Note: Where available, the PDF/Word icon below is provided to view the complete and fully formatted document
 Download Current HansardDownload Current Hansard    View Or Save XMLView/Save XML

Previous Fragment    Next Fragment
Tuesday, 18 August 2009
Page: 5171


Senator CARR (Minister for Innovation, Industry, Science and Research) (1:01 PM) —Senator, I am sure you are aware that the constitutional relationship between the Commonwealth and universities is a quite complex matter. They are technically state institutions, they are regulated by state parliaments, but the expenditure of Commonwealth money is covered by measures that are regulated by Commonwealth legislation. The Commonwealth does not seek to establish a relationship between the university and individual students other than for those purposes for which the Commonwealth has appropriated money. That is effectively the basis upon which that discussion is held. The Commonwealth is now moving, through the reform measures, to broaden the level of engagement with the university system, consistent with the fact that these are state institutions enacted by state legislature. We have no intention to change that particular matter.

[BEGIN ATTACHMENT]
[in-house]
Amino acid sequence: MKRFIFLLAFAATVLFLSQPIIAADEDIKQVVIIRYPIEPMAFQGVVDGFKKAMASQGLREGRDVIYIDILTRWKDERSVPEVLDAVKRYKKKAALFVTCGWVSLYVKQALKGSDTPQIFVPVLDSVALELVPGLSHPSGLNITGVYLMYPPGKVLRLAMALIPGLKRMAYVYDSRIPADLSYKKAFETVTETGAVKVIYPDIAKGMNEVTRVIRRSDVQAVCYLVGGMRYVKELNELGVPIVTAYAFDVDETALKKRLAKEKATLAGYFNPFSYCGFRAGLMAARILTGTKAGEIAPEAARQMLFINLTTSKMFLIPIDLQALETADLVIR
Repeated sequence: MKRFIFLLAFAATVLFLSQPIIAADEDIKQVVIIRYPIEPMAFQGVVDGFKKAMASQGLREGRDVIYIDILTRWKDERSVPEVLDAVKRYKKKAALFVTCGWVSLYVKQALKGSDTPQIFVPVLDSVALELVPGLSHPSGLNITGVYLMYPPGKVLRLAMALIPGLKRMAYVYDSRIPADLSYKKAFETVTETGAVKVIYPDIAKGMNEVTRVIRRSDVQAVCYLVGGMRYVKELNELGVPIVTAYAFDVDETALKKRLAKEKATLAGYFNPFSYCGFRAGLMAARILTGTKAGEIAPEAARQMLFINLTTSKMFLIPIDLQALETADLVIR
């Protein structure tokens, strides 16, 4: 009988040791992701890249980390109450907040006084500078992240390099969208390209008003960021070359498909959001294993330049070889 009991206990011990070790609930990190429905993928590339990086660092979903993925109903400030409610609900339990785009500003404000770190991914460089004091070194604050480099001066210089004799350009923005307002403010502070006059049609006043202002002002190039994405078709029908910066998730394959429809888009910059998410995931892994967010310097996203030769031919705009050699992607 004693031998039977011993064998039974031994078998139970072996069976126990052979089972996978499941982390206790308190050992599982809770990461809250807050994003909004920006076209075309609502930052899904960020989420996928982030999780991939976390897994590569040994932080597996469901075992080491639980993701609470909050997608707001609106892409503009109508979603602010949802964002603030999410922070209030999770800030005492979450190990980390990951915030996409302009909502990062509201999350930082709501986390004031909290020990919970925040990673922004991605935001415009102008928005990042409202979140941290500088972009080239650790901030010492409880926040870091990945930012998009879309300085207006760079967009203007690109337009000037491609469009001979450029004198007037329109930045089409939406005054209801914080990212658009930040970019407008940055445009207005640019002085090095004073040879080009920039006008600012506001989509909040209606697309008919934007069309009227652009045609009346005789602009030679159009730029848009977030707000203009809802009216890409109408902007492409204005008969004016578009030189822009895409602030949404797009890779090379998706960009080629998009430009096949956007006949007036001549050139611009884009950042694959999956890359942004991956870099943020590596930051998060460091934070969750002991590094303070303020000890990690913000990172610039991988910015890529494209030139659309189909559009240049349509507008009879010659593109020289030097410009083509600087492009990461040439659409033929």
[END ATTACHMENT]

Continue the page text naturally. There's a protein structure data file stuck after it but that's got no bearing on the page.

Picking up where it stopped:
The fact remains that, with regard to all of those verification processes, the arrangement is between the Commonwealth and the institution—the vice-chancellor or whoever it happens to be. The authorised officer signs off, verifies, that Commonwealth moneys that have been expended in that university are in accordance with the arrangements made with the Commonwealth. If there are students who have complaints about the expenditure—for instance, regarding my area, people have written to me about the award of an Australian postgraduate award, as to whether they have been properly treated—that is effectively a matter for the university. The relationship is with the university in terms of the actual administrative arrangements for those awards. If there are broader complaints, and we are looking at these issues, in terms of accreditation arrangements—this is part of the Bradley reforms that have been proposed; in my case there are questions that we are exploring with the universities about research misconduct—a series of measures are changing that relationship, but those relationships are governed by the legislative framework passed by the parliament to this point.